Politics: Philosophical Definition

Political philosophy:

The political philosophy is a central concept. It comes from the Greek “polis”, the city, and “techne,” Science: politics is defined as a science of government of the city.

As a theoretical science, politics is the science of the ideal system or doctrine from which the government must pay its share. It is usually the work of political parties.

Political philosophy is not a technique of political action, it is a reflection on the plurality of governments and purpose of the policy. From Plato to Montesquieu, the question of political philosophy was: what is the best diet?

Rousseau then turned the question: What principles underpin the legitimacy of power?

Contemporary philosophers (Habermas, Arendt, Rawls) have made democracy the inescapable framework of political thought. Among them the question is: how to improve democracy? What threat? How to save?

Definitions of philosophers:


Plato: “The art of politics making the most beautiful and most excellent of all tissues, shell in each city, all the people, slaves or free men, the overall emissions in its frame, and providing to the City any the happiness it can enjoy, control and direct “(The Statesman)

Aristotle: “Science is the sovereign political science” (Nicomachean Ethics)

Aristotle: “And since the policy makes use of other practical sciences and, moreover, to legislate on what to do and what we must abstain, the end of this science will encompass the purposes of other sciences; whence it follows that the end of the policy will be strictly human well ”

Hobbes: “The only way to build a common power is to entrust the power and strength to one man, or Assembly that would reduce all their wills, by majority rule in one will. That is to say, appoint a man or a meeting, to assume the personality of the people and that everyone admits and recognizes as the author of anything done or would have done so, as to those things which concern Peace and Security Policy, who has assumed their personality, and each, therefore, submit to his will and the will to trial and trial of this man or this meeting. The multitude, and united in a single person, is so called Republic. This is the generation of that great Leviathan ”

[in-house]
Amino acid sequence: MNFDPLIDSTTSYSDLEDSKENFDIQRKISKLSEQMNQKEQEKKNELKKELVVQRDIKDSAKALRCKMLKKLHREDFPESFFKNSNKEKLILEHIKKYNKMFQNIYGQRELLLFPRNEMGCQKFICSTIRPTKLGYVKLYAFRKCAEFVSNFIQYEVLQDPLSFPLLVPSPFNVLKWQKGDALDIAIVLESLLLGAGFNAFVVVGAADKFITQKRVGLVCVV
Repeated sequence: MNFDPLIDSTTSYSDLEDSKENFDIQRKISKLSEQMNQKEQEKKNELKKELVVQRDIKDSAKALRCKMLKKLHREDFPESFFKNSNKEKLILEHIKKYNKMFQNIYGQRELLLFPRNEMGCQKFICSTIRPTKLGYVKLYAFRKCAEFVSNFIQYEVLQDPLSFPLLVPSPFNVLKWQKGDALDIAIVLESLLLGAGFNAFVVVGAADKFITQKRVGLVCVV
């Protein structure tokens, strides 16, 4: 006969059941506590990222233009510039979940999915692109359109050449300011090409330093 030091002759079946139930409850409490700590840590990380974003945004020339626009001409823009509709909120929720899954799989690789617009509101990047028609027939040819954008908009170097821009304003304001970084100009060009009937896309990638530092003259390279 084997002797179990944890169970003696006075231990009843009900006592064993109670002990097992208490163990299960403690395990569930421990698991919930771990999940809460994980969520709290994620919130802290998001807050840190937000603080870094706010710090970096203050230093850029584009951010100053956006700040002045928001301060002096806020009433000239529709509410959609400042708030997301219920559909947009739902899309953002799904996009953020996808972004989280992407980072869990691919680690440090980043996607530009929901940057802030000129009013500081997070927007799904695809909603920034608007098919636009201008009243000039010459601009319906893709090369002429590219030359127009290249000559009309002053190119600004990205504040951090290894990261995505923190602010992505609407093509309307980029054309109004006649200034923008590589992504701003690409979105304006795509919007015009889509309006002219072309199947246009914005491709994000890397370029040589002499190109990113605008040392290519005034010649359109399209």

Machiavelli: “Everything is not political, but politics is interested in everything”

Rousseau: “If there were a people of gods, their government democratically”

Chateaubriand: “The greatest misfortune of men is to have laws and a government. Any government is evil, any government is a yoke ”

Weber: “In politics, we mean all the efforts made to participate in power or to influence the distribution of power, either among states or among the various groups within a state” (the Spirit of Capitalism)

Mao Tse Tung: “Politics is war without bloodshed, war and bloody policy”

Churchill: “Democracy is the worst form of government except all the others that have been experienced in history”

Arendt: “To be political, to live in a polis, meant that all things are decided through words and persuasion and not by force or violence”


Cite this article as: Tim, "Politics: Philosophical Definition, May 26, 2012, " in Philosophy & Philosophers, May 26, 2012, https://www.the-philosophy.com/politics-philosophical-definition.

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